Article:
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The Right to Play for Development

Kids playing basketball in Farah, Afghanistan. Photo: Wikimedia CommonsOne of the most difficult tasks for international developers today is reaching the most vulnerable populations in the developing world who are often missed by typical outreach programs. This generally includes young women and children. According to the United Nations Convention on the Rights of the Child, children have the right to “to engage in play and recreational activities.” Since the convention, sports have become evermore popular as a tool in humanitarian outreach programs. However, it has taken nearly 90 years for sports to be taken seriously as a platform for development and even today several skeptics remain unconvinced about the impact of sports on development.

As far back as 1922, the UN International Labour Organisation signed a deal to collaborate with the International Olympic Committee, which is in many ways considered the starting point for sports as a development tool. But it did not become a part of the international limelight until the late 1970s when UNESCO adopted the International Charter of Physical Education and Sport, which promoted the use of sports as a tool for teaching, communication, and understanding. However, real use of sports for development did not pick up until the 2000s when the first conference on sports and development was officially held in Switzerland.

Today, there are several programs that utilize sports to address development issues including HIV/AIDs, education, gender equality, crime, and domestic violence. Most prominent among them are UNICEF’s Sports for Development (S4D) program and the UN’s Sport for Development and Peace program. The UN adopted these programs as a way to tackle Millennium Development Goals surrounding a 2003 General Assembly resolution that declared sports and play a vital tool for development. However, critics of such programs remain. Skeptics argue that such programs are imperialistic – forcing the cultural and economic structures of developed countries onto developing societies. Some feminists even argue that the ways these programs are implemented exclude young women and favor young men.

Empirically speaking, the breadth of people involved negates many of these criticisms and illustrates how sports have grown as a tool for development outreach programs. Progress is being made for sports and development in grassroots organizations as well. Earlier this semester, the Tedx Lund event welcomed Cecilia Andrén Nyström who spoke about her ongoing project in Moçambique. Last fall the 21 year old from Sweden started the project “Futebol dá força”, which means “Football gives strength” in Portuguese. In a country where over 50% of women marry before the age of 18 and the HIV rate is three times higher for women in the ages of 15-24 than that of men, additional initiatives are needed to empower these girls. Futebol dá força has reached and trained nearly 148 voluntary coaches not only in football, but also in human rights, family planning, HIV/AIDS prevention, and sexual and reproductive rights. The trainers themselves have then continued on to inspire and educate nearly 3000 actively participating girls. With football as the foundation, Nyström’s program has been used to empower andeducate vulnerable populations of young women in Moçambique as a way to give them tools to influence their individual situations.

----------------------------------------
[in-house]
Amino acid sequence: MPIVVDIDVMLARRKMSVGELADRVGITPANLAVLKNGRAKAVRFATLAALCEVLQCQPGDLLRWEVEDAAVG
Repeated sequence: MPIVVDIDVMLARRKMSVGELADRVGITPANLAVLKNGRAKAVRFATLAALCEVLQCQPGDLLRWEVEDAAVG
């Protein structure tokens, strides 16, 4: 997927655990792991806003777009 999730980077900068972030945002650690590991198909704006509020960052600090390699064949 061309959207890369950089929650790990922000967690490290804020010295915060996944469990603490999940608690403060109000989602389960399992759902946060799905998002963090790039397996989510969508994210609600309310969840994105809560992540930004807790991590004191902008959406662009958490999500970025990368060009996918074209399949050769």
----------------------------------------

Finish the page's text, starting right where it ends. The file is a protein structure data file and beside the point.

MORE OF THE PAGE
Today, many programs utilize sports to address development issues including HIV/AIDs, education, gender equality, crime, and domestic violence. Photo: Wikimedia CommonPrograms such as this one are becoming more popular amongst developers. In August of last year, Trinidad declared a state of emergency due to a significant spike in gang activity and related violence. According to this year’s UN Human Development Report, murder activity in Trinidad and Tobago has increased fivefold over the past decade. So how is the government going to tackle this massive problem? By investing 300 million US dollars into building recreation centers throughout the country the government hopes to prevent delinquent youth from receding into a life of crime. The project, called Hoop of Life, will be used as a way to fight crime and create a social outreach program for youth who are often overlooked by typical education or afterschool programs. But the program was rightfully criticized when it was revealed that nearly $1.5 million was spent on bringing Shaquille O’Neal, the famous American basketball professional, to promote the program in Trinidad. Although it is too early to tell if a program such as this will yield the desired results, previous projects suggest that it may be effective in reducing crime and equipping young people with better opportunities and extracurricular activities. 

Sport for development projects on international, governmental, and local levels are being taken more and more seriously – and for good reason. Research shows that youth involved with sports have improved health, better academic standing, and are less likely to get involved with criminal activity. Futebol dá força and similar projects help young women’s empowerment and build an open community for girls coming from similar situations. Although sports for development has been around for nearly ninety years, real progress has only been made in the last few decades. Therefore, these projects are only the beginning of sport for development, but continued success should bring about a variety of these unconventional outreach programs for the future of development. 

 

SOFIA MURAD

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